9. Agile doesn’t work for fixed deadline projects: No, Agile works best in fixed deadline project environments.

  10. Agile doesn’t work on Brownfield projects: No, Agile works best in brownfield environments. Granted retrofitting automated unit tests is harder but it is far from insurmountable.

  11. Agile doesn’t work on Greenfield projects: No but your first objective is to get yourself to a steady state where you can think like a brownfield project.

To my mind the ideal project to start an Agile initiative with is a brownfield system with a fixed deadline in about 3 to 6 months where development has started but requirements are still unclear.

  1. Now two truths about Agile:
  1. Agile will not work for us because… (complete this sentence for yourself)
  2. Agile is a good idea but … we should wait until we have finished X, got Y to buy in, bought Z and the (new) Pope has given it his blessing
You can always talk yourself out of it or find a good reason for not doing it today.


Published at DZone with permission of Allan Kelly, author and DZone MVB. (source)

(Note: Opinions expressed in this article and its replies are the opinions of their respective authors and not those of DZone, Inc.)


Senthil Balakrishnan replied on Wed, 2013/02/27 - 7:41pm

Nice article, I should admit the story point is still a gray area to me. 

  1. By definition story points are based on the value a feature adds to the business.
  2. Developers estimate it by implementation effort.
  3. Management uses it to forecast/budget projections.
Strange enough :).... 

Loren Kratzke replied on Fri, 2013/03/01 - 3:59pm

 This article (a good article) and a few linked articles that I read all tell me the same thing.

The biggest failure of agile/scrum/whatever is that its definitions are loose and sloppy except when somebody is speaking about them. Then the arguments must be prefaced with the definitions as accepted by the person speaking and the message is usually strict and based on the definitions of the speaker. The same sentences in a different conversation could have a totally different meaning.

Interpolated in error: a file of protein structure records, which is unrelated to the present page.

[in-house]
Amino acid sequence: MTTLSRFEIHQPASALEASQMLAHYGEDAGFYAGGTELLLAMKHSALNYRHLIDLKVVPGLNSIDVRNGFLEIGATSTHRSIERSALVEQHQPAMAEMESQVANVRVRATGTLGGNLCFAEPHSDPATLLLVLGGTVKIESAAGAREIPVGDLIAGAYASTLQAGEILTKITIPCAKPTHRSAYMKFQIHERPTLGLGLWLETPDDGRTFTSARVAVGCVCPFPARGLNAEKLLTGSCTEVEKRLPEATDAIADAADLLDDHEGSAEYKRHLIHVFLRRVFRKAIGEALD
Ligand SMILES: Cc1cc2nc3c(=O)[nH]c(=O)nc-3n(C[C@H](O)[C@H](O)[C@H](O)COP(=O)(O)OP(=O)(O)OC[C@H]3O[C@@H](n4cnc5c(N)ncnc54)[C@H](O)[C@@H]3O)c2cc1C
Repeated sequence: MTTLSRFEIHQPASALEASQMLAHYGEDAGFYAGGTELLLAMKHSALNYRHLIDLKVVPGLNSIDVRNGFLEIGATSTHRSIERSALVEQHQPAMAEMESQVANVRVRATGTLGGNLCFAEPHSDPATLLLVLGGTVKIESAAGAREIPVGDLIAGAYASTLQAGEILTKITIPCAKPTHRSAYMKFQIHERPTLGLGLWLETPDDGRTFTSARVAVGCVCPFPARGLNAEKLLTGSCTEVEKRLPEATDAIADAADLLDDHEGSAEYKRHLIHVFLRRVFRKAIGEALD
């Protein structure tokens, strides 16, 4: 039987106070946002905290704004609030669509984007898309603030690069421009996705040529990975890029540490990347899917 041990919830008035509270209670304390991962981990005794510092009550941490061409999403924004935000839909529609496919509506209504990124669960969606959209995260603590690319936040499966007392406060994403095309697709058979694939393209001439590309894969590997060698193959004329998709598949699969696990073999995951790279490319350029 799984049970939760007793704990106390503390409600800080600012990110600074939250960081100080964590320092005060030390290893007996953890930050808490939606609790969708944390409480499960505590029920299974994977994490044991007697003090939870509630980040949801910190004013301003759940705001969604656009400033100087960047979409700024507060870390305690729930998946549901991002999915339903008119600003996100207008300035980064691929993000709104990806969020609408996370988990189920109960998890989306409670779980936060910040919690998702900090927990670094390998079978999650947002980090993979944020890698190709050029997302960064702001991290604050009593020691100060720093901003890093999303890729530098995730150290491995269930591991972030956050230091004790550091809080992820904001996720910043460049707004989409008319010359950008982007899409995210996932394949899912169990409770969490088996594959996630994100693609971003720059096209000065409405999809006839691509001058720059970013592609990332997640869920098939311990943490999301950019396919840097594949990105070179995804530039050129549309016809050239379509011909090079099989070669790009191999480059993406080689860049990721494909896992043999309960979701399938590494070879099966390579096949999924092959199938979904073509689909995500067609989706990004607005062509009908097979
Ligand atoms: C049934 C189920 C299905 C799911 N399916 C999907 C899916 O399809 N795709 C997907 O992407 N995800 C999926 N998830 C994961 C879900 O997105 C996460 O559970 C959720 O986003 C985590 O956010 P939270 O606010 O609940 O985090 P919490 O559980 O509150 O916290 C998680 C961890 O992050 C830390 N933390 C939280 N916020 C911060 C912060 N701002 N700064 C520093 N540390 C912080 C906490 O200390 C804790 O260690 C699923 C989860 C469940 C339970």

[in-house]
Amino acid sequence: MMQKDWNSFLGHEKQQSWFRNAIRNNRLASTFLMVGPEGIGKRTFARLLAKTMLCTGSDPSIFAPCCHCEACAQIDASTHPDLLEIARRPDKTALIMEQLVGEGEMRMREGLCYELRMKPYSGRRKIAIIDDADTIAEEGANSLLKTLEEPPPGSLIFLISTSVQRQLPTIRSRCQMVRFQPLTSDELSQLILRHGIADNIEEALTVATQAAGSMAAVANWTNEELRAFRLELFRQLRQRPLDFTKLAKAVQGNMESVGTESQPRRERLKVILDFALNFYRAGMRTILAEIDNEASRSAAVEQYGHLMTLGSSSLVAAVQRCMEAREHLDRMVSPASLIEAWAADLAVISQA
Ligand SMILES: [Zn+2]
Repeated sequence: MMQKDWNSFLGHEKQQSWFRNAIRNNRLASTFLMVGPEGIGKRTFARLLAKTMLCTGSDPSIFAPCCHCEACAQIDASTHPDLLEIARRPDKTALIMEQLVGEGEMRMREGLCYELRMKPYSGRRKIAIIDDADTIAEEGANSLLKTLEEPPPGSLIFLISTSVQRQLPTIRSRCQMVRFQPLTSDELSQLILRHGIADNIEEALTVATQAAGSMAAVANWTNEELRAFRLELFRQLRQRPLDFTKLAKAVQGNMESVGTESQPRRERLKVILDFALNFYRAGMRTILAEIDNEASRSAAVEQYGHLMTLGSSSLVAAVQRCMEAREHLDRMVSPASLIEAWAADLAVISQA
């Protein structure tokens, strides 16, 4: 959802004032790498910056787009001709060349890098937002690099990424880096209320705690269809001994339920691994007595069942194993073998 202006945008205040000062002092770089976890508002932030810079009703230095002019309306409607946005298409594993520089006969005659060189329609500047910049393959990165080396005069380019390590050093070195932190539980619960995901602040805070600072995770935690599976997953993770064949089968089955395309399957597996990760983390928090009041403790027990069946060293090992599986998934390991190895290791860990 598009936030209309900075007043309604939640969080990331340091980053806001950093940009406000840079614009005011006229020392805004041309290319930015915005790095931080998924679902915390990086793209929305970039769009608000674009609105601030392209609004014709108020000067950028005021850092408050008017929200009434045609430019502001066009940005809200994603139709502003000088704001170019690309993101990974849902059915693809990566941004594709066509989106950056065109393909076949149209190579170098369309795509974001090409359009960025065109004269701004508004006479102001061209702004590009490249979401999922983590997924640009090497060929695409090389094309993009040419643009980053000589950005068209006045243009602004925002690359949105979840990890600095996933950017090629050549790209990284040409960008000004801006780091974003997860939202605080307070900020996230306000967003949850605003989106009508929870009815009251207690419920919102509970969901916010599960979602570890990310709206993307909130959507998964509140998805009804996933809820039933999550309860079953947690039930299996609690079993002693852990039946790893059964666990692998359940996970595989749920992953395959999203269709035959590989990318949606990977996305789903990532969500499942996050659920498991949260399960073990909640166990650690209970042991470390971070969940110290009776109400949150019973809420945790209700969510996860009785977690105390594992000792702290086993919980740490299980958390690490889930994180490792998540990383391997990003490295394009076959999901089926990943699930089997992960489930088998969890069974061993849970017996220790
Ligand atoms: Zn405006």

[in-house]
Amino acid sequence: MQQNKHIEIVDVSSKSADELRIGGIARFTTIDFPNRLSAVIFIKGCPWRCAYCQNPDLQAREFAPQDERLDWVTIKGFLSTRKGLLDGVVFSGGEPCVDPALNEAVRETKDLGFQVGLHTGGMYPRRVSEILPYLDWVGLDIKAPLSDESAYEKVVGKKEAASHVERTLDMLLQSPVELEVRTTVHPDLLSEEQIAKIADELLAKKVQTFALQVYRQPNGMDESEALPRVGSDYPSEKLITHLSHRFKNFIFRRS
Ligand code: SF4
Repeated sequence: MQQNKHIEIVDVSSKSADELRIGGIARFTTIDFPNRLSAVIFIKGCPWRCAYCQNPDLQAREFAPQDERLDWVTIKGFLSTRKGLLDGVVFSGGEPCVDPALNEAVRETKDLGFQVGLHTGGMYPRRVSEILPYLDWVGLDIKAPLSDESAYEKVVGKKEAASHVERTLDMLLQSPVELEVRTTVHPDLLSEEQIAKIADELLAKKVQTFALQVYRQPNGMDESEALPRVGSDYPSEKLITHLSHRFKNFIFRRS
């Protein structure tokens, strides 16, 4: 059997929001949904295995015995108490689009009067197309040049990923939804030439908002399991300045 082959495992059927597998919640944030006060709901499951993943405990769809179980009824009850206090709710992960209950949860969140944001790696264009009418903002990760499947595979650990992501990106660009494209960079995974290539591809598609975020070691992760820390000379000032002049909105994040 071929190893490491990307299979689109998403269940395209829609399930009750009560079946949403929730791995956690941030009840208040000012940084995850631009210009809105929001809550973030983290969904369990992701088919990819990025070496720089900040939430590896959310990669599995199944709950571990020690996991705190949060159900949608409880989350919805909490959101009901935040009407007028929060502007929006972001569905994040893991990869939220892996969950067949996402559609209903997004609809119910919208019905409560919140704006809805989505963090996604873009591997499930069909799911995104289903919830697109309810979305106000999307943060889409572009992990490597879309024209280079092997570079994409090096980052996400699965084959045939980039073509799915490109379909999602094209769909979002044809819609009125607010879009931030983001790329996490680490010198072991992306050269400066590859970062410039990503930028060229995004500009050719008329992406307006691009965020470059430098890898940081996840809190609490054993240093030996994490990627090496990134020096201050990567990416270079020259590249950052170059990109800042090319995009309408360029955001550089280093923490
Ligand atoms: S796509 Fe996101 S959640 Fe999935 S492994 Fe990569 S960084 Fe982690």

In each myth above you can substitute the word "means" for "usually results in" and the paragraphs would read accurately while being 180 degrees out of phase with the original message.

The poor definitions and wide misconceptions (caused by poor definitions) allow anybody to claim that if you fail then you are not doing it right, or if you disagree then you don't understand something, or that your problem is that you are doing Scrum and not Scrum-Scrum which is totally different than Scrum, or you are doing agile vs Agile. It really is quite a mess in my opinion.

My advice is to ban the words "scrum" and "agile" from the English language and just start over from scratch. Pick different words that have non-nebulous and unmistakeably absolute meaning, or invent some new words paired with single rigid definitions.

Clayton Passos replied on Wed, 2013/03/06 - 12:33pm

The more important, Scrum is not methology, SCRUM IS A FRAMEWORK.

Matt Avery replied on Thu, 2013/03/07 - 1:28pm in response to: Loren Kratzke

Excellent comment.  The entire paradigm is designed to be loose and open enough for someone to build a career on being an "expert" in a field in which they get to define the word "expert".